#Film Review: Netflix’s OtherLife (2017)

Director: Ben C. Lucas

Rating: 4/5

OtherLife is a new film on Netflix, and if you thought you’ve seen it all when it comes to sci-fi, you didn’t.

When the film first started I nearly freaked out when I saw it was Australian, because honestly, every film I ever watched that was made in Oz was weird as Hell.

Well, so is this one but this one is weird in a good way. There is not that much story or action going on but the film still manages to keep you in a front of the screen because it tackles some really good ethical, religious and everyday questions and thus it makes you think about stuff you do not necessarily think about.

In that, Ren Amari (Jessica De Gouw ) has developed a new product called OtherLife, an eye drop that one can put in the eye and create new experiences to enrich their lives. For example, if you’ve never been to the mountains you can do it with this eye drop and you can spend, for example, a whole week there but it will only ‘cost’ you a minute or two from your actual life.

However, the system has a bug and because some people even die Ren has to go to the virtual reality to sort it out. But then, as it turns out, she ends up in a nightmare because she was set up to stay there for good. Or, was that a part of the virtual experience and she is actually in real life? Or, she was in virtual reality but then got back only to end up there again? Is someone trying to set her up? Is her partner Sam (T.J. Power), a loyal friend or a complete bastard trying to take over a company and make a fortune by locking her up in her own head? Will she manage to save her brother, who was the main reason for developing the product in the first place? I guess you will have to watch the film to find out…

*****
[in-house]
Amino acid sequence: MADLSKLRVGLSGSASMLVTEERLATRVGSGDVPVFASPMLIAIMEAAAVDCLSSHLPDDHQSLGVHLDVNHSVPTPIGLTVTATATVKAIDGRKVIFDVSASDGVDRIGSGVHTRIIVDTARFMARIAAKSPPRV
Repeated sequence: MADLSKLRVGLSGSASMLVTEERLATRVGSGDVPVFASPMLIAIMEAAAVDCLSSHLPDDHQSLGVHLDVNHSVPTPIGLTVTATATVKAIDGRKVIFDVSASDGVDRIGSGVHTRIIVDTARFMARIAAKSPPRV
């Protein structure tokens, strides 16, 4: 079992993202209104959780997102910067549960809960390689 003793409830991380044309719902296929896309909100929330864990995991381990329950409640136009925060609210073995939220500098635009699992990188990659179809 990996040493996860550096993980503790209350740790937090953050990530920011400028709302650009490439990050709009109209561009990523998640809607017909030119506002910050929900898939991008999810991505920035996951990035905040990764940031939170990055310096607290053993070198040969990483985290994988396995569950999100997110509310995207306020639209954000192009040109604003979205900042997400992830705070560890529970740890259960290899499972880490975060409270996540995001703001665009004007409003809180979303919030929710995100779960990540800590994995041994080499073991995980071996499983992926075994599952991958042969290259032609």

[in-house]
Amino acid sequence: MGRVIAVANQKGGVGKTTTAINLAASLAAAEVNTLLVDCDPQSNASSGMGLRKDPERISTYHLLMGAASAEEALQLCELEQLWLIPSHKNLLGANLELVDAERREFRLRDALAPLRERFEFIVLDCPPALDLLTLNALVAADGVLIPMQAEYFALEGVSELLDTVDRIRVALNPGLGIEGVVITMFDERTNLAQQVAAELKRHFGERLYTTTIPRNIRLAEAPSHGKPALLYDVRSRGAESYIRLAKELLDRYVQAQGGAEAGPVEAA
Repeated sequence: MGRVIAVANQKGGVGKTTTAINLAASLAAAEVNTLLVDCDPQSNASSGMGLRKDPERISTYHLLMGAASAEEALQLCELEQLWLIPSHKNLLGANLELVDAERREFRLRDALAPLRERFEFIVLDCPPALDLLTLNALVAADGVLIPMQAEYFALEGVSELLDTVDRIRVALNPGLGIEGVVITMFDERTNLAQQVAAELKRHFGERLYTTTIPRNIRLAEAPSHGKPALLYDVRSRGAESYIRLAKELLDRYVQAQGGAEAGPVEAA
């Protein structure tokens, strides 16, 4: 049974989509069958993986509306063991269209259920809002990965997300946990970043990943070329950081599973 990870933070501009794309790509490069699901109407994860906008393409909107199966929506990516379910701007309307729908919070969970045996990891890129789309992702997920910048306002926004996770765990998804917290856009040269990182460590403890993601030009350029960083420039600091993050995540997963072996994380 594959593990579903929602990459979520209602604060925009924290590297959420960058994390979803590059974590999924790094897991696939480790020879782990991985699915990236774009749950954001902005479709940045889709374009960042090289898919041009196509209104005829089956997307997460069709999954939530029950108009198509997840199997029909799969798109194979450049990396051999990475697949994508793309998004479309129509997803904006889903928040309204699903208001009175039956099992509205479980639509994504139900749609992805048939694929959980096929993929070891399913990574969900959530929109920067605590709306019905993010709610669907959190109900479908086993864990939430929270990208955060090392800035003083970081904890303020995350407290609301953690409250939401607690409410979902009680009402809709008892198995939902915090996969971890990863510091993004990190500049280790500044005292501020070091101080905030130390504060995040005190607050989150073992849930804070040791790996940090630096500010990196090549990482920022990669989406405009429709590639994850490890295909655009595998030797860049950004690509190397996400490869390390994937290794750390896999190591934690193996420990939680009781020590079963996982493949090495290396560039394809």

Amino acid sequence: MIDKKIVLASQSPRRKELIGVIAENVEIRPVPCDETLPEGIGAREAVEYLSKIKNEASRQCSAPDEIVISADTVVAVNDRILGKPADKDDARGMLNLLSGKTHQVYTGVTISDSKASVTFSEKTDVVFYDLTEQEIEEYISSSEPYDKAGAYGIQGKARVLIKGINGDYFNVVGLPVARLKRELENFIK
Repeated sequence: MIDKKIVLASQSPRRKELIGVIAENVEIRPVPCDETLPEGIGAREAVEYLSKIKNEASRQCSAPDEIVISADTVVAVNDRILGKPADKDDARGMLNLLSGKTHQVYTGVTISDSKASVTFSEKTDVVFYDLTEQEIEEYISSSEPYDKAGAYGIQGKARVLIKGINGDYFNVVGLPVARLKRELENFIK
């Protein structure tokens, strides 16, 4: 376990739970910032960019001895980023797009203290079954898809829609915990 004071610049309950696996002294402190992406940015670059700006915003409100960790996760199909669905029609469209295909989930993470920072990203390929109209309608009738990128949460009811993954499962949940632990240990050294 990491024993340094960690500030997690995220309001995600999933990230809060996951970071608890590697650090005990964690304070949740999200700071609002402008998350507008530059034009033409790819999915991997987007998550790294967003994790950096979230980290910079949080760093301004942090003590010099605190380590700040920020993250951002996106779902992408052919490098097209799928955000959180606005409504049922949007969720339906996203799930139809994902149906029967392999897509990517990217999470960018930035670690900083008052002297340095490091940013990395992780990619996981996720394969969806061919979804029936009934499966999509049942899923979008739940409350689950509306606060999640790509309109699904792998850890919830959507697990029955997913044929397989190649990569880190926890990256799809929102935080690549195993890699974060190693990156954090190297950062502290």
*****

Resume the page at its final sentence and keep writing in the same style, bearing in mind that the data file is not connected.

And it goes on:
The film basically tackles the issue of not living our lives to the full potential as well as the all-time question on whether digital relationships can replace human ones. Should we create a virtual experience of leisure activities or should we find the time and go and actually do it?

In addition, the film also tackles a religious issue of whether we should let things happen the way they do and accept death or should we play God and try to avoid death by creating a device that can put us back in time and enable us to make a different choice to save our lives?

Seriously, watch this. It is a bit slow, but it is also beautifully different and wonderfully weird.

Thank you for reading.

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